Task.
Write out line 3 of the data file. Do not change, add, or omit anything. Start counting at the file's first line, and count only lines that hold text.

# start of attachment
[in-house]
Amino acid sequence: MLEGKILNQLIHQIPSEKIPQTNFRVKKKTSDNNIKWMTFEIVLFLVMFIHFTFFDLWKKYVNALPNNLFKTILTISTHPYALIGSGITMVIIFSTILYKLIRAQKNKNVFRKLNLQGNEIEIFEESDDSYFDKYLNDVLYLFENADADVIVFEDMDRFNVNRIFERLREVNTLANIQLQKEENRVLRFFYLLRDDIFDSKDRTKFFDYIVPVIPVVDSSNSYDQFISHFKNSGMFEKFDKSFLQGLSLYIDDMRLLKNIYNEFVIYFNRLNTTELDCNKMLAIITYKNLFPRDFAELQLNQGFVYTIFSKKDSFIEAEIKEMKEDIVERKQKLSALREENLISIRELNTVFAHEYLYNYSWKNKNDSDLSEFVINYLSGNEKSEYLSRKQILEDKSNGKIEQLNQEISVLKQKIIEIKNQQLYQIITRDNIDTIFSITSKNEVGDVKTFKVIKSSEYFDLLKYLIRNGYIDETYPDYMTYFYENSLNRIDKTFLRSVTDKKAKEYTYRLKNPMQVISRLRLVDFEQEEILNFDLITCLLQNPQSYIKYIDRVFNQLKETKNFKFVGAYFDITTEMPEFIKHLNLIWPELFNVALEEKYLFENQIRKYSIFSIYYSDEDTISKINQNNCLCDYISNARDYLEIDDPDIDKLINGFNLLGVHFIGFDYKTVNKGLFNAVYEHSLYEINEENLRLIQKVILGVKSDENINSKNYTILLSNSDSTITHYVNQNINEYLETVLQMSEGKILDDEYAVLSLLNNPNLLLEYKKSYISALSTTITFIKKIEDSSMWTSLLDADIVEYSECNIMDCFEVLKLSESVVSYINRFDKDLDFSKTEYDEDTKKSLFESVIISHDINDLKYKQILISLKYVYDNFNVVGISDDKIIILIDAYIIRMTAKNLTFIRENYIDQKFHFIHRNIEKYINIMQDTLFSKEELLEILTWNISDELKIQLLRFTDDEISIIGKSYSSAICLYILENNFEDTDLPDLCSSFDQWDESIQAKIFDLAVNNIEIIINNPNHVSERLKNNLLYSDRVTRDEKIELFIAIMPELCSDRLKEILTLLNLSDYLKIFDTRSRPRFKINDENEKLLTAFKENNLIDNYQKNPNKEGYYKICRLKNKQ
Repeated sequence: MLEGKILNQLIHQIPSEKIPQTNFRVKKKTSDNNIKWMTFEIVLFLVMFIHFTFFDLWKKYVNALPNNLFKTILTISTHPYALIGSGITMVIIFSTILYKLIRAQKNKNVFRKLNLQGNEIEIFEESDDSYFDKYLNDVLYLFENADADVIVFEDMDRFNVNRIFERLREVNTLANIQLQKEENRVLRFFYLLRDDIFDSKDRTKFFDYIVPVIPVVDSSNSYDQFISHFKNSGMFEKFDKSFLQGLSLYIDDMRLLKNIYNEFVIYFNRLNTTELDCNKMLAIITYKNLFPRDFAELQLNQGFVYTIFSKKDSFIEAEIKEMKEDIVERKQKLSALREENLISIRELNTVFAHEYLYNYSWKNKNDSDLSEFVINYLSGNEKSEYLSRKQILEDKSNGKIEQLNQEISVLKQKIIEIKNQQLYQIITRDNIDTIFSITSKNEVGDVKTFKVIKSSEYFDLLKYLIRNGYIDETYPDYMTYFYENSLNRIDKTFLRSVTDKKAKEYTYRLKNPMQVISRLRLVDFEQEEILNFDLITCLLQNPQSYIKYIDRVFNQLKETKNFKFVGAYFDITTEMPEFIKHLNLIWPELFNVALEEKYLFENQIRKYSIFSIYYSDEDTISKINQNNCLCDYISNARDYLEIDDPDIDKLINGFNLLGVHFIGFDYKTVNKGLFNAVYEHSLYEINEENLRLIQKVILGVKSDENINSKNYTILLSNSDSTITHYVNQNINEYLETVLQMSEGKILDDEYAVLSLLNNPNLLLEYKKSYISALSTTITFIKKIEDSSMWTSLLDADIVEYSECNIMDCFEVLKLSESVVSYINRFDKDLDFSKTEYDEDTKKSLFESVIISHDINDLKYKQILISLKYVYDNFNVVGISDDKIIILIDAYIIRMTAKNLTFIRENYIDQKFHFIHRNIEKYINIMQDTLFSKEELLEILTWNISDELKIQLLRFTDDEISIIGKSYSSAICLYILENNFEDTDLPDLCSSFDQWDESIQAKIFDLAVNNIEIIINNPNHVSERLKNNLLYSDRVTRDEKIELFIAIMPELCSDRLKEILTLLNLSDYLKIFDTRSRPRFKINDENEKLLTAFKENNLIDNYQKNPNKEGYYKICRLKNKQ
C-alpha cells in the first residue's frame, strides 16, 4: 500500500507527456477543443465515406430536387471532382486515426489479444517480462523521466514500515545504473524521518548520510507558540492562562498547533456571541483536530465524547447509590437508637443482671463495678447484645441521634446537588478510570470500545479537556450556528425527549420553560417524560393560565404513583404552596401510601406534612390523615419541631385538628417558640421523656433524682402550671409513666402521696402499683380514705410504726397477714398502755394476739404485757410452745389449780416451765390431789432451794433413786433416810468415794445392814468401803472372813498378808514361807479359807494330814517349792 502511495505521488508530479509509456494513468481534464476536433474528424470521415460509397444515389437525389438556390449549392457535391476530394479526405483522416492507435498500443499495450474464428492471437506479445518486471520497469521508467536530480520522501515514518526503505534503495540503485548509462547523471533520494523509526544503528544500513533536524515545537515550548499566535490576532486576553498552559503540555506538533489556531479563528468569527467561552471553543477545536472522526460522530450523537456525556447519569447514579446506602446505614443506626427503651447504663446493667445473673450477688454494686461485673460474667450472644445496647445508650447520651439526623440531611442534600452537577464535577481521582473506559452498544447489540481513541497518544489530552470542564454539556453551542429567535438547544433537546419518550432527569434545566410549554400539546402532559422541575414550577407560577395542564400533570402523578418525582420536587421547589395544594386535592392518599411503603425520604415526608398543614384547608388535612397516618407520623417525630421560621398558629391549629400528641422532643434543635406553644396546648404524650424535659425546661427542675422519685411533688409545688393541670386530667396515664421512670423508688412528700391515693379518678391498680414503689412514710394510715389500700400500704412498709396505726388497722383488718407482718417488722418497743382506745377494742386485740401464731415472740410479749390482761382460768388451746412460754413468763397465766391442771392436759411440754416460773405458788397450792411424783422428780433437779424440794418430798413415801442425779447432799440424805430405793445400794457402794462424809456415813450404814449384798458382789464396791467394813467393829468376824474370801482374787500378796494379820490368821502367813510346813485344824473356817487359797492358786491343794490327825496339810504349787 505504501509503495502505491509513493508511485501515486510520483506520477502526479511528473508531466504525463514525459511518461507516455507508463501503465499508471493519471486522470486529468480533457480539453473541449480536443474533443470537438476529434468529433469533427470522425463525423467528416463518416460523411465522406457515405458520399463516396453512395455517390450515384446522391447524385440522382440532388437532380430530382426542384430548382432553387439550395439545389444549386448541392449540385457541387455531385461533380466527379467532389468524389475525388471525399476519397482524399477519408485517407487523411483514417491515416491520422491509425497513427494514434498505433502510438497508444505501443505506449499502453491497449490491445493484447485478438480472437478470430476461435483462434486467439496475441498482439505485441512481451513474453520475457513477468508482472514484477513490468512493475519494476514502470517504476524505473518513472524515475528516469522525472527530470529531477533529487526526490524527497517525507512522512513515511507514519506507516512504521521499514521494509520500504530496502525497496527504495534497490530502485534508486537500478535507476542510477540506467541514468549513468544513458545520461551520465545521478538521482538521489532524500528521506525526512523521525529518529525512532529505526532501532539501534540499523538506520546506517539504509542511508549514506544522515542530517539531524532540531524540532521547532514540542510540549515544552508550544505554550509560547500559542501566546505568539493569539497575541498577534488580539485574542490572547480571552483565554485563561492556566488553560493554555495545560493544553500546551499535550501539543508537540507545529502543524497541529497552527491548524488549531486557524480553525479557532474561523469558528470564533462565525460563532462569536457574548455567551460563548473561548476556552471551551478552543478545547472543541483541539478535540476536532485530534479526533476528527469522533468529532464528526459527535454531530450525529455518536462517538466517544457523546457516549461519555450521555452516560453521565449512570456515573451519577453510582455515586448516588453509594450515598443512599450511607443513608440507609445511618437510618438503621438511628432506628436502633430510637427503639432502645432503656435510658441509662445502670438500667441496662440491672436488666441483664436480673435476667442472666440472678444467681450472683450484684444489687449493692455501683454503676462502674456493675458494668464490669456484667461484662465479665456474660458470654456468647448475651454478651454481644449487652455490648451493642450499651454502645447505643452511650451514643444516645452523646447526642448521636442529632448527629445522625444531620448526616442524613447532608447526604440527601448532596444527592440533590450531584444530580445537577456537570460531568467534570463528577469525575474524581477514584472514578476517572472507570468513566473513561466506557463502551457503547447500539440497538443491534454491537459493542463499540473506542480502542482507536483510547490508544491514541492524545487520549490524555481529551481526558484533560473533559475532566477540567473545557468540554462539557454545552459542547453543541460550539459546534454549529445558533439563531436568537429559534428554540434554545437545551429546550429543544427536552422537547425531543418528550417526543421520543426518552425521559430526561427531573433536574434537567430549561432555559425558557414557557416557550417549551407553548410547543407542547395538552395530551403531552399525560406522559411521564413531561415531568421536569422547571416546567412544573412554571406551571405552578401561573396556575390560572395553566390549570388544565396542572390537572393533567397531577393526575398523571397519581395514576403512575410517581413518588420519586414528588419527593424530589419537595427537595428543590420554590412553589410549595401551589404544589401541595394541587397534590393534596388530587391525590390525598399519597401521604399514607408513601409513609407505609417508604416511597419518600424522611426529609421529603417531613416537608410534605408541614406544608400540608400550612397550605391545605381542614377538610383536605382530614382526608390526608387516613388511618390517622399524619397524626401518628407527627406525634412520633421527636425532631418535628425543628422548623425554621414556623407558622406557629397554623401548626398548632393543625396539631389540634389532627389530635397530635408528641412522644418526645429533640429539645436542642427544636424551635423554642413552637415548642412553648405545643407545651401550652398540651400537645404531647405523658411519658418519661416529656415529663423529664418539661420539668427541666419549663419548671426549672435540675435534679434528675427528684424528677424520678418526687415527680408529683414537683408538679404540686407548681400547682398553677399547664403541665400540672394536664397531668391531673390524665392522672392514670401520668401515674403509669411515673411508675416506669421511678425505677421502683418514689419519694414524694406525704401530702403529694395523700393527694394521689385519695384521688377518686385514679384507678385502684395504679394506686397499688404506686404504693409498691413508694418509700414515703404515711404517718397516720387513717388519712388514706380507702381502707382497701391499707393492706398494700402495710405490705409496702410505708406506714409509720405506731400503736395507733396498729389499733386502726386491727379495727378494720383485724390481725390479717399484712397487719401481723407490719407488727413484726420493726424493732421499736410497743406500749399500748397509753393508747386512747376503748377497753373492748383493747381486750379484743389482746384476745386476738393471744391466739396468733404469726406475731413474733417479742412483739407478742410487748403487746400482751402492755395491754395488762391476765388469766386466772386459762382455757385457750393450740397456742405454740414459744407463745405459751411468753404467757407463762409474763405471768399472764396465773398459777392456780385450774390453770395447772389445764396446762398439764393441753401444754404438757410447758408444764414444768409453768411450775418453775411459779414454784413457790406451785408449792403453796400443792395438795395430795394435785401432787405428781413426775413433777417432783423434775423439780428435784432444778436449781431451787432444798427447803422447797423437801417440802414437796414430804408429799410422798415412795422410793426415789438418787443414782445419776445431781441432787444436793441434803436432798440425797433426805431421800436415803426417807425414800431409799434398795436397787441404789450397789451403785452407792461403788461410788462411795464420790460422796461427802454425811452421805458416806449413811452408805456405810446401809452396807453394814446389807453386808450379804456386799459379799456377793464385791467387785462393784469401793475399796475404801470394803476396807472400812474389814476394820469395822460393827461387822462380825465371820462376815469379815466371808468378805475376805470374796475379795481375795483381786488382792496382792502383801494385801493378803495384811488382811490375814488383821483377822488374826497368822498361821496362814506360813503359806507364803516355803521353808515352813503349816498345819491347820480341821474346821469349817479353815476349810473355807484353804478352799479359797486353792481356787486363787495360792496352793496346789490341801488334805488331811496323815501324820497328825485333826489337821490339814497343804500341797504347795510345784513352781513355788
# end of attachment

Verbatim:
Repeated sequence: MLEGKILNQLIHQIPSEKIPQTNFRVKKKTSDNNIKWMTFEIVLFLVMFIHFTFFDLWKKYVNALPNNLFKTILTISTHPYALIGSGITMVIIFSTILYKLIRAQKNKNVFRKLNLQGNEIEIFEESDDSYFDKYLNDVLYLFENADADVIVFEDMDRFNVNRIFERLREVNTLANIQLQKEENRVLRFFYLLRDDIFDSKDRTKFFDYIVPVIPVVDSSNSYDQFISHFKNSGMFEKFDKSFLQGLSLYIDDMRLLKNIYNEFVIYFNRLNTTELDCNKMLAIITYKNLFPRDFAELQLNQGFVYTIFSKKDSFIEAEIKEMKEDIVERKQKLSALREENLISIRELNTVFAHEYLYNYSWKNKNDSDLSEFVINYLSGNEKSEYLSRKQILEDKSNGKIEQLNQEISVLKQKIIEIKNQQLYQIITRDNIDTIFSITSKNEVGDVKTFKVIKSSEYFDLLKYLIRNGYIDETYPDYMTYFYENSLNRIDKTFLRSVTDKKAKEYTYRLKNPMQVISRLRLVDFEQEEILNFDLITCLLQNPQSYIKYIDRVFNQLKETKNFKFVGAYFDITTEMPEFIKHLNLIWPELFNVALEEKYLFENQIRKYSIFSIYYSDEDTISKINQNNCLCDYISNARDYLEIDDPDIDKLINGFNLLGVHFIGFDYKTVNKGLFNAVYEHSLYEINEENLRLIQKVILGVKSDENINSKNYTILLSNSDSTITHYVNQNINEYLETVLQMSEGKILDDEYAVLSLLNNPNLLLEYKKSYISALSTTITFIKKIEDSSMWTSLLDADIVEYSECNIMDCFEVLKLSESVVSYINRFDKDLDFSKTEYDEDTKKSLFESVIISHDINDLKYKQILISLKYVYDNFNVVGISDDKIIILIDAYIIRMTAKNLTFIRENYIDQKFHFIHRNIEKYINIMQDTLFSKEELLEILTWNISDELKIQLLRFTDDEISIIGKSYSSAICLYILENNFEDTDLPDLCSSFDQWDESIQAKIFDLAVNNIEIIINNPNHVSERLKNNLLYSDRVTRDEKIELFIAIMPELCSDRLKEILTLLNLSDYLKIFDTRSRPRFKINDENEKLLTAFKENNLIDNYQKNPNKEGYYKICRLKNKQ